The Supreme Court has rejected a lawsuit backed by President Donald Trump to overturn Joe Biden's election victory, ending a desperate attempt to get legal issues rejected by state and federal judges before the nation's highest court.
The court's order was its second this week rebuffing Republican requests that it get involved in the 2020 election outcome. The justices turned away an appeal from Pennsylvania Republicans on Tuesday.
The Electoral College meets Monday to formally elect Biden as the next president.
More than half of House Republicans, including their top two leaders, are backing a Texas lawsuit seeking to invalidate President-elect Joe Biden's victory in an extraordinary display of the party's willingness to subvert the will of voters.
Seventeen Republican attorneys general and 126 members of Congress have joined Texas and President Donald Trump is urging the US Supreme Court to throw out millions of votes in four battleground states based on baseless claims of fraud. On Friday, House Republican Leader Kevin McCarthy of California and Minority Whip Steve Scalise of Louisiana signed onto a brief backing the longshot bid, demonstrating Trump's remarkable political power even as he spreads false claims that many Democrats and others fear risk deeply damaging democracy.
"This lawsuit is an act of flailing GOP desperation, which violates the principles enshrined in our American Democracy," House Speaker Nancy Pelosi wrote in a message to Democrats on Friday.
A few Republicans have expressed concerns about the case. Many others have remained silent.
"Texas is a big state, but I don't know exactly why it has a right to tell four other states how to run their elections. So I'm having a hard time figuring out the basis for that lawsuit," Republican Sen. Lamar Alexander told NBC's Chuck Todd in an interview for "Meet The Press" that will air Sunday.
To be clear, there has been no evidence of widespread fraud. Election law experts think the lawsuit will never last.
"The Supreme Court is not going to overturn the election in the Texas case, as the President has told them to do," tweeted Rick Hasen, a law professor at the University of California, Irvine. "But we are in bad shape as a country that 17 states could support this shameful, anti-American filing" by Texas and its attorney general, Ken Paxton, he said.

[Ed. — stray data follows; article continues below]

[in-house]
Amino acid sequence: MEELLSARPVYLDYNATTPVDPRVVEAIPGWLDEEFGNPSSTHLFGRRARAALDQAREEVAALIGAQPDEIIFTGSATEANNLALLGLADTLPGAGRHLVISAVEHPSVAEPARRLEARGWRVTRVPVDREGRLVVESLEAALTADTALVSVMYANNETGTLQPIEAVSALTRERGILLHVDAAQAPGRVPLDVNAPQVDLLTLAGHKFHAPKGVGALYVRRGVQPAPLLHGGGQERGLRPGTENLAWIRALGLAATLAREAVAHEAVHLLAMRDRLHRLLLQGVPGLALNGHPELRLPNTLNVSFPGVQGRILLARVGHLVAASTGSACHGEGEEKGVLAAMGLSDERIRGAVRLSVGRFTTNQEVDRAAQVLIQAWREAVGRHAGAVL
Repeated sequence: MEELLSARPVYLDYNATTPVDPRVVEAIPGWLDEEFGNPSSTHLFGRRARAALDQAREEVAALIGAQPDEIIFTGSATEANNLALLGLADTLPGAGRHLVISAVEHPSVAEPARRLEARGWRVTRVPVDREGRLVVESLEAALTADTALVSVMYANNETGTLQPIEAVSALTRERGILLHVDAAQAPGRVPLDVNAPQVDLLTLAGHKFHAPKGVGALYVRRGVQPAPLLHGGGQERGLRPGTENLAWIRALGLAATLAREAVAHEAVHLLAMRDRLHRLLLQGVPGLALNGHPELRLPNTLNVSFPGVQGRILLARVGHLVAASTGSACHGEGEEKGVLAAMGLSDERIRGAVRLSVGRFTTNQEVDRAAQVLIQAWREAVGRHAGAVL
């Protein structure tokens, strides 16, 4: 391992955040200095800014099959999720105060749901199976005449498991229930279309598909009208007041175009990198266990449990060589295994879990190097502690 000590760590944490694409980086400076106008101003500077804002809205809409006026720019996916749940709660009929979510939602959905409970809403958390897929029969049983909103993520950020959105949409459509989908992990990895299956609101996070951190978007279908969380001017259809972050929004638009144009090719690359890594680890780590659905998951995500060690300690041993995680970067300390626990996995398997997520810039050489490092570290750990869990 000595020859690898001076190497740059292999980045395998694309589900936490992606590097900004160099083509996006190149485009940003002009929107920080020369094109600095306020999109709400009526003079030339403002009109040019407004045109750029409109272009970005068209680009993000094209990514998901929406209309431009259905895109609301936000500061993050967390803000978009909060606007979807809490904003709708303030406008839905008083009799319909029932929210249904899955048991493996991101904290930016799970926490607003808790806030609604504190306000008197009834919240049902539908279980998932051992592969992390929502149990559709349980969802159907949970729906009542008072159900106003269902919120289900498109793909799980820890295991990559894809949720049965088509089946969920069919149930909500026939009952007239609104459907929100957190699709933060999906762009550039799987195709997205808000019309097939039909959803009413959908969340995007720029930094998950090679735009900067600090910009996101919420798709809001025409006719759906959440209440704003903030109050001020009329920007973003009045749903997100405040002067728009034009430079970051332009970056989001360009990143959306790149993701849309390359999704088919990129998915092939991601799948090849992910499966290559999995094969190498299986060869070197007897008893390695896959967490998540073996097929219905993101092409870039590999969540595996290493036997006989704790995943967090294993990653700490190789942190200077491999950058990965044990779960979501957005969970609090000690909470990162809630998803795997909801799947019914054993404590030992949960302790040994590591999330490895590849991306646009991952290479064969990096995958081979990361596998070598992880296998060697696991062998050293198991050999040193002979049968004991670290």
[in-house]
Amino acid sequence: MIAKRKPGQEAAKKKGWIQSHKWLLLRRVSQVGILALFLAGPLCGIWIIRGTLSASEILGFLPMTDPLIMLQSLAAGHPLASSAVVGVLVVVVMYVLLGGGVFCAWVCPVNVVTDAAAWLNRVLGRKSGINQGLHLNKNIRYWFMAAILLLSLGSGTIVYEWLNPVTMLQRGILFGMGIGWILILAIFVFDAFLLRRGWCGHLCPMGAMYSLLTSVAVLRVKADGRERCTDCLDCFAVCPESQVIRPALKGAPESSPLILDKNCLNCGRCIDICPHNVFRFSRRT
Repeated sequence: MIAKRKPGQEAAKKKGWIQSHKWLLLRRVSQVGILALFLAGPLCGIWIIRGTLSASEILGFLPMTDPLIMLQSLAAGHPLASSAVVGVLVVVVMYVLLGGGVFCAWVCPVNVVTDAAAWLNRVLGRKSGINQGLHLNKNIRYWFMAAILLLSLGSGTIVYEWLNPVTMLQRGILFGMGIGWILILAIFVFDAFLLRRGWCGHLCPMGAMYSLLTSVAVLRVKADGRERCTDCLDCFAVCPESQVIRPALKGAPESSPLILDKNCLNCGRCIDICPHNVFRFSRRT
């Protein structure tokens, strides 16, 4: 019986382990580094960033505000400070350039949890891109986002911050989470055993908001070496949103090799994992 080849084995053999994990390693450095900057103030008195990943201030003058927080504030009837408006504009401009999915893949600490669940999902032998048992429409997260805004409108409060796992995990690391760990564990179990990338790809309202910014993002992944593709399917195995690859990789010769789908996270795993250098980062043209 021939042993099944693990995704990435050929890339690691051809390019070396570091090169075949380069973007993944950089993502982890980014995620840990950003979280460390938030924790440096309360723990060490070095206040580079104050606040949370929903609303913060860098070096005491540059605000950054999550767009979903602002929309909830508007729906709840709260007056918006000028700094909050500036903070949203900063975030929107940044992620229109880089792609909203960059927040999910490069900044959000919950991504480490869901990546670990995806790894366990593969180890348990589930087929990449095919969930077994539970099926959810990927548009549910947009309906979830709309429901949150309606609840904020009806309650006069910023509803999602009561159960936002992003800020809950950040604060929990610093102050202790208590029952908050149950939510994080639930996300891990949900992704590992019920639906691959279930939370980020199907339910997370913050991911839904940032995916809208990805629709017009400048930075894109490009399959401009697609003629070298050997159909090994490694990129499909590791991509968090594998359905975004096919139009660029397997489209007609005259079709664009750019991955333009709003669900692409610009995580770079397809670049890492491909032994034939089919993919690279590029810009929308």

The lawsuit filed against Michigan, Georgia, Pennsylvania, and Wisconsin repeats false, disproven, and unsubstantiated accusations about the voting in four states that went for Trump's Democratic challenger. The case demands that the high court invalidate the states' 62 total Electoral College votes. That's an unprecedented remedy in American history: setting aside the votes of tens of millions of people, under the baseless claim the Republican incumbent lost a chance at a second term due to widespread fraud.
Two days after Paxton sued, 17 states filed a motion supporting the lawsuit, and on Thursday six of those states asked to join the case themselves. Trump has acted to join the case, tweeting Thursday that "the Supreme Court has a chance to save our Country from the greatest Election abuse in the history of the United States." Hours later, Trump held a meeting at the White House, scheduled before the suit was filed, with a dozen Republican attorneys general, including Paxton and several others who are backing the effort.
Still, some of the top state Republican prosecutors urging the Supreme Court to hear the case have acknowledged that the effort is a long shot and are seeking to distance themselves from Trump's baseless allegations of fraud. North Dakota's Wayne Stenehjem, among the 17 attorneys general supporting the case, said North Dakota is not alleging voter fraud in the four states at issue.
"We're careful on that," said Stenehjem, who noted that his office has received thousands of calls and emails from constituents asking the state to support the suit. "But it's worth it for the Supreme Court to weigh in and settle it once and for all," he said.